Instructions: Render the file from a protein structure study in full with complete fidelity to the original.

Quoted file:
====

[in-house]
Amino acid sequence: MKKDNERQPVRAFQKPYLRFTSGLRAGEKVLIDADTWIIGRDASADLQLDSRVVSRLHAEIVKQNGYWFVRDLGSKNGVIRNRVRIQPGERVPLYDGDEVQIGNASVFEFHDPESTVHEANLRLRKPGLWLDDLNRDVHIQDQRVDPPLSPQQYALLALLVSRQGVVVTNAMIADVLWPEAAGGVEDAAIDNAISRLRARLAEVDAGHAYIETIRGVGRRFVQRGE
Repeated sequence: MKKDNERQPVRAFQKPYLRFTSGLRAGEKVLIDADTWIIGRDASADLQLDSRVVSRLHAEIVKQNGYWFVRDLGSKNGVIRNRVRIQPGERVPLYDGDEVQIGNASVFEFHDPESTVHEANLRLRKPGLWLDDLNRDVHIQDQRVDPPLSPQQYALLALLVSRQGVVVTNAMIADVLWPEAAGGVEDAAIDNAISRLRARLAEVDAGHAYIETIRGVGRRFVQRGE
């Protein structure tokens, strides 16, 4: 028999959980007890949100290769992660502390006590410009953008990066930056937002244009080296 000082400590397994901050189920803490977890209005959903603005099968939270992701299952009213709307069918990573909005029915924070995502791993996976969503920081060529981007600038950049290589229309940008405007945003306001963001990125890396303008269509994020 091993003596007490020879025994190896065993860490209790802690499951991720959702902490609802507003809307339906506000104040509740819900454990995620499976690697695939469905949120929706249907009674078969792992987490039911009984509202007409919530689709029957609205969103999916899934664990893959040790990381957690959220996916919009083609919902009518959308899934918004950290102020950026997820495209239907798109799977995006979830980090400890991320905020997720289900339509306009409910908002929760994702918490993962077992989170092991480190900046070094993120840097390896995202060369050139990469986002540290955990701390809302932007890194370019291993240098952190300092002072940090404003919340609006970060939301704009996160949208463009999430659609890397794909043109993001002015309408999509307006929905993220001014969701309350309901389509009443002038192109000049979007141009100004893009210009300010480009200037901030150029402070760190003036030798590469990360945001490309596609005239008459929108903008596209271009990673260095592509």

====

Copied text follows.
[in-house]
Amino acid sequence: MKKDNERQPVRAFQKPYLRFTSGLRAGEKVLIDADTWIIGRDASADLQLDSRVVSRLHAEIVKQNGYWFVRDLGSKNGVIRNRVRIQPGERVPLYDGDEVQIGNASVFEFHDPESTVHEANLRLRKPGLWLDDLNRDVHIQDQRVDPPLSPQQYALLALLVSRQGVVVTNAMIADVLWPEAAGGVEDAAIDNAISRLRARLAEVDAGHAYIETIRGVGRRFVQRGE
Repeated sequence: MKKDNERQPVRAFQKPYLRFTSGLRAGEKVLIDADTWIIGRDASADLQLDSRVVSRLHAEIVKQNGYWFVRDLGSKNGVIRNRVRIQPGERVPLYDGDEVQIGNASVFEFHDPESTVHEANLRLRKPGLWLDDLNRDVHIQDQRVDPPLSPQQYALLALLVSRQGVVVTNAMIADVLWPEAAGGVEDAAIDNAISRLRARLAEVDAGHAYIETIRGVGRRFVQRGE
């Protein structure tokens, strides 16, 4: 028999959980007890949100290769992660502390006590410009953008990066930056937002244009080296 000082400590397994901050189920803490977890209005959903603005099968939270992701299952009213709307069918990573909005029915924070995502791993996976969503920081060529981007600038950049290589229309940008405007945003306001963001990125890396303008269509994020 091993003596007490020879025994190896065993860490209790802690499951991720959702902490609802507003809307339906506000104040509740819900454990995620499976690697695939469905949120929706249907009674078969792992987490039911009984509202007409919530689709029957609205969103999916899934664990893959040790990381957690959220996916919009083609919902009518959308899934918004950290102020950026997820495209239907798109799977995006979830980090400890991320905020997720289900339509306009409910908002929760994702918490993962077992989170092991480190900046070094993120840097390896995202060369050139990469986002540290955990701390809302932007890194370019291993240098952190300092002072940090404003919340609006970060939301704009996160949208463009999430659609890397794909043109993001002015309408999509307006929905993220001014969701309350309901389509009443002038192109000049979007141009100004893009210009300010480009200037901030150029402070760190003036030798590469990360945001490309596609005239008459929108903008596209271009990673260095592509």